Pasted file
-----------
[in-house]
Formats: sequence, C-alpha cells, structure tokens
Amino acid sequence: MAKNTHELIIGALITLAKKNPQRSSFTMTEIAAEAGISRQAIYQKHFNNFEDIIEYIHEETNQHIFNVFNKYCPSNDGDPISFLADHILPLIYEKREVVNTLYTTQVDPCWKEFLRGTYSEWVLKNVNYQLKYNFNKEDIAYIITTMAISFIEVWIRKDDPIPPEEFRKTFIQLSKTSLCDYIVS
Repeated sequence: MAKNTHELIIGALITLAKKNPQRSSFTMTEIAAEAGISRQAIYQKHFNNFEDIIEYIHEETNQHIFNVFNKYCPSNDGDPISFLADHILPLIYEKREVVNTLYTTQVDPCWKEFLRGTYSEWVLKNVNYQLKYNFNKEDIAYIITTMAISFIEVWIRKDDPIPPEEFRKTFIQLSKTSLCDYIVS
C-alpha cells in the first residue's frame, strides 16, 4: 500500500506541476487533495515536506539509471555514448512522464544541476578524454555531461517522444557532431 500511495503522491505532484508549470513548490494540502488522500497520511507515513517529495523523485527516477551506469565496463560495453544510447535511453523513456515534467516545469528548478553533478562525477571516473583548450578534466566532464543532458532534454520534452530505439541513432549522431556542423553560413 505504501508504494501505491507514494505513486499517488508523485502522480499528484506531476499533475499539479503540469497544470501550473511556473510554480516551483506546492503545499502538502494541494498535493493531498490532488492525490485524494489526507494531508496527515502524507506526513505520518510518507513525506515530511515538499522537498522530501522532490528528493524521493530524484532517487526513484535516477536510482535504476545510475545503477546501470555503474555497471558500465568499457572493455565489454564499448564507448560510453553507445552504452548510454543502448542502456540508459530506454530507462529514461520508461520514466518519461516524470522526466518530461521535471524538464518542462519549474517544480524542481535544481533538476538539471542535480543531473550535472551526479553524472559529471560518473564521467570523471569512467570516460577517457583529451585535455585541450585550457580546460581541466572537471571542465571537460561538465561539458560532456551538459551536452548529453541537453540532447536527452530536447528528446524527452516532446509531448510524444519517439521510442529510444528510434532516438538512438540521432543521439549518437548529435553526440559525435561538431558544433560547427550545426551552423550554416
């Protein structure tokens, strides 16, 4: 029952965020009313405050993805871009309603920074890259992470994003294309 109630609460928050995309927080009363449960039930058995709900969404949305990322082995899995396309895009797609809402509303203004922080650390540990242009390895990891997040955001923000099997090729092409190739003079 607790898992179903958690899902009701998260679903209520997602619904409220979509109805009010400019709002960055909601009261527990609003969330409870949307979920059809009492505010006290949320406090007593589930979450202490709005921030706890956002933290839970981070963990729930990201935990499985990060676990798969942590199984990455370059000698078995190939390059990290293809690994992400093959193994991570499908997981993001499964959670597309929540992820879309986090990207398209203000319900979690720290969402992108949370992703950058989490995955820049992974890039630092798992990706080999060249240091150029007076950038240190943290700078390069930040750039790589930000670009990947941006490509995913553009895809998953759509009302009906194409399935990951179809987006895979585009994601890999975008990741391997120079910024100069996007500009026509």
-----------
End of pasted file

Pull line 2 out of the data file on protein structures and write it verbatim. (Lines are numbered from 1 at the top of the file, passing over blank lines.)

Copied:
Formats: sequence, C-alpha cells, structure tokens